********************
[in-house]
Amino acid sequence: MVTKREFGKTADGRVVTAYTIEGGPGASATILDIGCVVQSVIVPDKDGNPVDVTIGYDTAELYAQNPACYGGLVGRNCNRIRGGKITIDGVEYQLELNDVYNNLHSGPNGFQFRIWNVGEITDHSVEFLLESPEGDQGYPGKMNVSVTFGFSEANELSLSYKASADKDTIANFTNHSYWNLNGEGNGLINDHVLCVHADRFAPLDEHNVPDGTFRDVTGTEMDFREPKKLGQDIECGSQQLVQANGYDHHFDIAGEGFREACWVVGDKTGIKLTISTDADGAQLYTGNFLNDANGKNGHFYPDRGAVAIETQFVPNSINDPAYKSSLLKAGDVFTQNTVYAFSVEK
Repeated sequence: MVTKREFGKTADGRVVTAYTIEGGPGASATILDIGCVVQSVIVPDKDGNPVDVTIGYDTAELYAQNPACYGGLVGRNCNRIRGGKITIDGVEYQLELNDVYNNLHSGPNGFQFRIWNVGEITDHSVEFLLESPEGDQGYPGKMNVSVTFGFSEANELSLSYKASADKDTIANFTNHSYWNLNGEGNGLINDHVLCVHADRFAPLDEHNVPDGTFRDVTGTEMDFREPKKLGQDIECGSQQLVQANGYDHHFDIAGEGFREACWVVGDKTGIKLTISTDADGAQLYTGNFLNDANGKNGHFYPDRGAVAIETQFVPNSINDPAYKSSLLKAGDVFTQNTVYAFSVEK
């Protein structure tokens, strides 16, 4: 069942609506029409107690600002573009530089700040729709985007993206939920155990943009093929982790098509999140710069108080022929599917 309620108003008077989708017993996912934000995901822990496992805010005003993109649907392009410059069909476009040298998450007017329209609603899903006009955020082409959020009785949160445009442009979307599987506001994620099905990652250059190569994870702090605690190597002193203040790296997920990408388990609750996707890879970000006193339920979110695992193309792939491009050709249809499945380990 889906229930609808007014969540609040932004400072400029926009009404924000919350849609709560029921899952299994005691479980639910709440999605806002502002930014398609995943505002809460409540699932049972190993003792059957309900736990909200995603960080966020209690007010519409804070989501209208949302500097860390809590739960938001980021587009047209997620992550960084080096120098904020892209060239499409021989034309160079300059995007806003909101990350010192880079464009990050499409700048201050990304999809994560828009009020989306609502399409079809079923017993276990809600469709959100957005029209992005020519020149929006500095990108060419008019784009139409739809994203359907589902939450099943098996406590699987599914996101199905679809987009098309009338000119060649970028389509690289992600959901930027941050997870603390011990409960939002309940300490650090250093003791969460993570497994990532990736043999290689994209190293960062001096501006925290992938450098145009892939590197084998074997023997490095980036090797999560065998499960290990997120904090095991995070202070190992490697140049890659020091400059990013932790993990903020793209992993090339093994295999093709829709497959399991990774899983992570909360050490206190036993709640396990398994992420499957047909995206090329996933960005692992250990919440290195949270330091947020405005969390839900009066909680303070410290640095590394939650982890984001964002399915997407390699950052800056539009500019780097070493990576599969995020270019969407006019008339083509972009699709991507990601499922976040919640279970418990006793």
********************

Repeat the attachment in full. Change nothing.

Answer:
[in-house]
Amino acid sequence: MVTKREFGKTADGRVVTAYTIEGGPGASATILDIGCVVQSVIVPDKDGNPVDVTIGYDTAELYAQNPACYGGLVGRNCNRIRGGKITIDGVEYQLELNDVYNNLHSGPNGFQFRIWNVGEITDHSVEFLLESPEGDQGYPGKMNVSVTFGFSEANELSLSYKASADKDTIANFTNHSYWNLNGEGNGLINDHVLCVHADRFAPLDEHNVPDGTFRDVTGTEMDFREPKKLGQDIECGSQQLVQANGYDHHFDIAGEGFREACWVVGDKTGIKLTISTDADGAQLYTGNFLNDANGKNGHFYPDRGAVAIETQFVPNSINDPAYKSSLLKAGDVFTQNTVYAFSVEK
Repeated sequence: MVTKREFGKTADGRVVTAYTIEGGPGASATILDIGCVVQSVIVPDKDGNPVDVTIGYDTAELYAQNPACYGGLVGRNCNRIRGGKITIDGVEYQLELNDVYNNLHSGPNGFQFRIWNVGEITDHSVEFLLESPEGDQGYPGKMNVSVTFGFSEANELSLSYKASADKDTIANFTNHSYWNLNGEGNGLINDHVLCVHADRFAPLDEHNVPDGTFRDVTGTEMDFREPKKLGQDIECGSQQLVQANGYDHHFDIAGEGFREACWVVGDKTGIKLTISTDADGAQLYTGNFLNDANGKNGHFYPDRGAVAIETQFVPNSINDPAYKSSLLKAGDVFTQNTVYAFSVEK
């Protein structure tokens, strides 16, 4: 069942609506029409107690600002573009530089700040729709985007993206939920155990943009093929982790098509999140710069108080022929599917 309620108003008077989708017993996912934000995901822990496992805010005003993109649907392009410059069909476009040298998450007017329209609603899903006009955020082409959020009785949160445009442009979307599987506001994620099905990652250059190569994870702090605690190597002193203040790296997920990408388990609750996707890879970000006193339920979110695992193309792939491009050709249809499945380990 889906229930609808007014969540609040932004400072400029926009009404924000919350849609709560029921899952299994005691479980639910709440999605806002502002930014398609995943505002809460409540699932049972190993003792059957309900736990909200995603960080966020209690007010519409804070989501209208949302500097860390809590739960938001980021587009047209997620992550960084080096120098904020892209060239499409021989034309160079300059995007806003909101990350010192880079464009990050499409700048201050990304999809994560828009009020989306609502399409079809079923017993276990809600469709959100957005029209992005020519020149929006500095990108060419008019784009139409739809994203359907589902939450099943098996406590699987599914996101199905679809987009098309009338000119060649970028389509690289992600959901930027941050997870603390011990409960939002309940300490650090250093003791969460993570497994990532990736043999290689994209190293960062001096501006925290992938450098145009892939590197084998074997023997490095980036090797999560065998499960290990997120904090095991995070202070190992490697140049890659020091400059990013932790993990903020793209992993090339093994295999093709829709497959399991990774899983992570909360050490206190036993709640396990398994992420499957047909995206090329996933960005692992250990919440290195949270330091947020405005969390839900009066909680303070410290640095590394939650982890984001964002399915997407390699950052800056539009500019780097070493990576599969995020270019969407006019008339083509972009699709991507990601499922976040919640279970418990006793």